Welcome-to-Medicare Exam

by Corrie Alvarez, CPC, CPC-I, CEDC

In 2003, Congress passed the Medicare Prescription Drug, Improvement and Modernization Act (MMA), which provided newly eligible Medicare recipients to receive a one-time initial preventive physical examination (IPPE).

CPB : Online Medical Billing Course

The Medicare Improvements for Patients and Providers Act of 2008 (MIPPA), extended the timeline for completion of this physical examination from six months to one year from the patient’s initial enrollment date.

On January 1, 2009, coverage for the Initial Preventive Physical Examination (IPPE) was expanded to include measurement of an individual’s body mass index and end-of-life planning.

Medicare recipients are eligible to receive a “Welcome to Medicare” physical examination. This is a one-time benefit that must be performed within 12 months from the time the patient becomes eligible for Part B benefits. The out-of-pocket expense for the patient is 20% of the Medicare-approved amount, and the annual Part B deductible is waived for this examination.

The goals of the program are to promote good health as well as disease detection. The following components must be provided on the examination:

  1. Review and documentation of the patient’s medical and social history
  2. Review and documentation of patient’s potential risk factors for depression and/or other mood disorders.
  3. Review and documentation of patient’s functional ability and level of safety
  4. Physical examination, including measurement of body mass index
  5. End-of-life planning
  6. Education, counseling and referral (if necessary) based on the five items above
  7. Education, counseling and referral for other preventive services

The proper HCPCS code for the IPPE visit is G0402. There is no specific diagnosis code requirement for this examination, but a diagnosis is required on all claims submitted.

The screening electrocardiogram is no longer a mandatory part of the IPPE, but it is permitted as a one-time screening service as a result of a referral arising out of the IPPE.

The code for billing the EKG would be G0403 (G0404 tracing only, G0405 interpret and report only).

The program does not pay for additional testing covered under the patient’s Part B program. The additional testing, if warranted, would be billed separately and covered, based on the medical necessity guidelines.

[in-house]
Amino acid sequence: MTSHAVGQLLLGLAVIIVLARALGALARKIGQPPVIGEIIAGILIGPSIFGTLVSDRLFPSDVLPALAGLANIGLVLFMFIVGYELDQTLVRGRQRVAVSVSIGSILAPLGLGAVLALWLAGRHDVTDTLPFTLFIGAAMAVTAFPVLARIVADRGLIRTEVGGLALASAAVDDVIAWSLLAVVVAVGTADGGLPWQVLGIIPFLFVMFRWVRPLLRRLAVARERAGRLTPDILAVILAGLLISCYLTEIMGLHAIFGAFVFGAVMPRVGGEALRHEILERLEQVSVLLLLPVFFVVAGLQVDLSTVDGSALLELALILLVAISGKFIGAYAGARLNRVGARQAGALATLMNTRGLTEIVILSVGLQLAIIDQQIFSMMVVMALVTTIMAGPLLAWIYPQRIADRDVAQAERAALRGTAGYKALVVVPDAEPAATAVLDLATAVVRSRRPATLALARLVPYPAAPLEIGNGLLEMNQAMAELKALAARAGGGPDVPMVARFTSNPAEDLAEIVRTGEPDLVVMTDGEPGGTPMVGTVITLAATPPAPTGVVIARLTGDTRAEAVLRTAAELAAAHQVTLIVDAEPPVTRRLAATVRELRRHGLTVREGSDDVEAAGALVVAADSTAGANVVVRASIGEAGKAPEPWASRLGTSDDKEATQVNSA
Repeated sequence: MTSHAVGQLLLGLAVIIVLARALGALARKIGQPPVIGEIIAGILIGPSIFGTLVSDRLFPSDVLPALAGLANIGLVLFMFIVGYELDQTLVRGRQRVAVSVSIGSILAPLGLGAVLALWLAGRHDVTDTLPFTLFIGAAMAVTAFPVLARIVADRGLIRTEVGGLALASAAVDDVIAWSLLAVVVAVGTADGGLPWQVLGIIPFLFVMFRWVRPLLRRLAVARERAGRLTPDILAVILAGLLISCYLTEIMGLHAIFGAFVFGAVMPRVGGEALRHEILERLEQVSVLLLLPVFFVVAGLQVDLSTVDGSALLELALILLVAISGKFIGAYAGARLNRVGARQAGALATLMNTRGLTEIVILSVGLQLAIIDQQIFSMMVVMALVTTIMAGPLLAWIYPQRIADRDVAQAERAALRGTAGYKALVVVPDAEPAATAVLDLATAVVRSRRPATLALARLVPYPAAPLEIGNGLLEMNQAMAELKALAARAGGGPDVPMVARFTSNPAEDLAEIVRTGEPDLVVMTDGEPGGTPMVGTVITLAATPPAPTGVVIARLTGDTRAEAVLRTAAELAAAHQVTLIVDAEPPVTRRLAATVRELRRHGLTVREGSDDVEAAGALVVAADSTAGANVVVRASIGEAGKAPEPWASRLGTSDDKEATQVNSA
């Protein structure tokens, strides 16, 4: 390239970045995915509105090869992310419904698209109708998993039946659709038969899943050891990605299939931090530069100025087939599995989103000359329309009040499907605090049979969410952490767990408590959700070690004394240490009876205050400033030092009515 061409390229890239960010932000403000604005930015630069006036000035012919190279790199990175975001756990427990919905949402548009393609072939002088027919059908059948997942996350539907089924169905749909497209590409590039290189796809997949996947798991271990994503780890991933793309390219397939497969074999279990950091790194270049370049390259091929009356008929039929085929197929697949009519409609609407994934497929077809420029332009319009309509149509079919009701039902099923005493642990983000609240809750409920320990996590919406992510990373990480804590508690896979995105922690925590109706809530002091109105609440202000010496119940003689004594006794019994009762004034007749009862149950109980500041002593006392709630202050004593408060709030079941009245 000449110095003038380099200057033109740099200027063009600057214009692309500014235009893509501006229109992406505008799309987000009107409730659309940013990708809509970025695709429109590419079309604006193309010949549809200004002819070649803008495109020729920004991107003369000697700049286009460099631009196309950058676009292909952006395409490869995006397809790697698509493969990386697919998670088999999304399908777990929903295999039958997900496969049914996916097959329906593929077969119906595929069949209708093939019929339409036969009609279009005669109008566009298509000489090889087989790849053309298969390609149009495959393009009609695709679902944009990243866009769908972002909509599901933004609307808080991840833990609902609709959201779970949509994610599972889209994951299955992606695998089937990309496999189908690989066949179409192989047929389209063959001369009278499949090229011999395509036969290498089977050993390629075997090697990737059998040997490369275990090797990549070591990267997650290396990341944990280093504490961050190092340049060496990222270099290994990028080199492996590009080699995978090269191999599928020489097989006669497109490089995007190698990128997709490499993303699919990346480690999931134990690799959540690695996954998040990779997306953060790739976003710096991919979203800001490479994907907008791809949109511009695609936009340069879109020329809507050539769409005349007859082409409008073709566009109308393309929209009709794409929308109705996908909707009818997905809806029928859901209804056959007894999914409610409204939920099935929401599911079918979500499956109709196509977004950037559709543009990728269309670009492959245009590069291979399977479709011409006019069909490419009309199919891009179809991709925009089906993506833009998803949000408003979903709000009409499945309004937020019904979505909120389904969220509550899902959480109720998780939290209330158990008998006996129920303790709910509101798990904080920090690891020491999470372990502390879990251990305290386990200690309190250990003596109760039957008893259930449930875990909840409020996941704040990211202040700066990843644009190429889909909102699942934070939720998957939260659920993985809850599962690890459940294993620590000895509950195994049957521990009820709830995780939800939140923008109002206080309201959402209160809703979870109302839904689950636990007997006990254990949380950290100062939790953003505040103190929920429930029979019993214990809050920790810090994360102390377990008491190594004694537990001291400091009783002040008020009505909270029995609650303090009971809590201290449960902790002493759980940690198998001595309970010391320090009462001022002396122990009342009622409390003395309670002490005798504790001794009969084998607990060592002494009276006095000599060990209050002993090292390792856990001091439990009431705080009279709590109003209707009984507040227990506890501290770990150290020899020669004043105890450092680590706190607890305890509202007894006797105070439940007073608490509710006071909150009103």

So, what do you do if there are positive findings on the IPPE examination, and the patient needs further testing not covered under the IPPE exam? You can bill for a separate examination, using the proper evaluation and management code, based on the history, examination and medical decision making documented for the service. You could order the necessary testing, limited by medical necessity guidelines, using the proper diagnosis for the additional services ordered. For example, if you note on examination that the patient has a chronic cough, you would document the proper history and respiratory examination. If medically necessary, you would order a chest x-ray and bill Medicare for the additional examination and chest x-ray with a diagnosis of 786.2.

The Initial Preventive Physical Examination helps to improve the education and health of your patient, and it provides as a good way to maximize revenue.


by Corrie Alvarex, CPC, CPC-I, CEDC

Latest posts by admin aapc (see all)

One Response to “Welcome-to-Medicare Exam”

  1. Shawna Frost says:

    I started my own small business as a family nurse practitioner completing advance directives with clients and their home. I submit billing to CMS for payment. I was wondering if I could include welcome to Medicare visit to my home based business? I could receive referrals from primary care providers to complete the welcome to Medicare visit. Do you think this would work? Shawna Frost

Leave a Reply

Your email address will not be published. Required fields are marked *